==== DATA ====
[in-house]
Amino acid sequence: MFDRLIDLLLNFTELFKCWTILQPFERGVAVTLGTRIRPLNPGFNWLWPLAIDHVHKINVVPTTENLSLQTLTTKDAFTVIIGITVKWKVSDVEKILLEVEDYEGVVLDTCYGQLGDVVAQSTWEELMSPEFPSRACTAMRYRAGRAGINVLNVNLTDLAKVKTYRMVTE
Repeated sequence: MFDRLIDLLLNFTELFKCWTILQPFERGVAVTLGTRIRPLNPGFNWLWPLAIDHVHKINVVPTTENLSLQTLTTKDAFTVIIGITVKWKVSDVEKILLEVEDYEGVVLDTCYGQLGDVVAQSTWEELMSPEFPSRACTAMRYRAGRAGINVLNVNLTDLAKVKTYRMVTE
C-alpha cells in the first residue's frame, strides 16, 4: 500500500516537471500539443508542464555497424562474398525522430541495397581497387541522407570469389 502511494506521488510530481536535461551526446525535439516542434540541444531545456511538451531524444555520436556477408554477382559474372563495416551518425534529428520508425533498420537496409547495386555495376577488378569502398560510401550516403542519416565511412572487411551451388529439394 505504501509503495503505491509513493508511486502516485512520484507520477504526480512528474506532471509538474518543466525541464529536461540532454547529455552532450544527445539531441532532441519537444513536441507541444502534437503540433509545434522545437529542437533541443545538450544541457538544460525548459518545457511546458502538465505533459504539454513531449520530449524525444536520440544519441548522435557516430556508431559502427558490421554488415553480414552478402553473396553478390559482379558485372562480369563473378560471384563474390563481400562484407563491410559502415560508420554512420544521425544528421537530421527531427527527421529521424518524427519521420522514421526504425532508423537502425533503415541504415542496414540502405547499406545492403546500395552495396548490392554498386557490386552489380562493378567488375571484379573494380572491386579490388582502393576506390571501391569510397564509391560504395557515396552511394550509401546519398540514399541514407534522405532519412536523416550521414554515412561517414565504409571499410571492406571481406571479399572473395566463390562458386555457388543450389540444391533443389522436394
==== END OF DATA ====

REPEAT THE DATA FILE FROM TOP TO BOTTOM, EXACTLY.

[in-house]
Amino acid sequence: MFDRLIDLLLNFTELFKCWTILQPFERGVAVTLGTRIRPLNPGFNWLWPLAIDHVHKINVVPTTENLSLQTLTTKDAFTVIIGITVKWKVSDVEKILLEVEDYEGVVLDTCYGQLGDVVAQSTWEELMSPEFPSRACTAMRYRAGRAGINVLNVNLTDLAKVKTYRMVTE
Repeated sequence: MFDRLIDLLLNFTELFKCWTILQPFERGVAVTLGTRIRPLNPGFNWLWPLAIDHVHKINVVPTTENLSLQTLTTKDAFTVIIGITVKWKVSDVEKILLEVEDYEGVVLDTCYGQLGDVVAQSTWEELMSPEFPSRACTAMRYRAGRAGINVLNVNLTDLAKVKTYRMVTE
C-alpha cells in the first residue's frame, strides 16, 4: 500500500516537471500539443508542464555497424562474398525522430541495397581497387541522407570469389 502511494506521488510530481536535461551526446525535439516542434540541444531545456511538451531524444555520436556477408554477382559474372563495416551518425534529428520508425533498420537496409547495386555495376577488378569502398560510401550516403542519416565511412572487411551451388529439394 505504501509503495503505491509513493508511486502516485512520484507520477504526480512528474506532471509538474518543466525541464529536461540532454547529455552532450544527445539531441532532441519537444513536441507541444502534437503540433509545434522545437529542437533541443545538450544541457538544460525548459518545457511546458502538465505533459504539454513531449520530449524525444536520440544519441548522435557516430556508431559502427558490421554488415553480414552478402553473396553478390559482379558485372562480369563473378560471384563474390563481400562484407563491410559502415560508420554512420544521425544528421537530421527531427527527421529521424518524427519521420522514421526504425532508423537502425533503415541504415542496414540502405547499406545492403546500395552495396548490392554498386557490386552489380562493378567488375571484379573494380572491386579490388582502393576506390571501391569510397564509391560504395557515396552511394550509401546519398540514399541514407534522405532519412536523416550521414554515412561517414565504409571499410571492406571481406571479399572473395566463390562458386555457388543450389540444391533443389522436394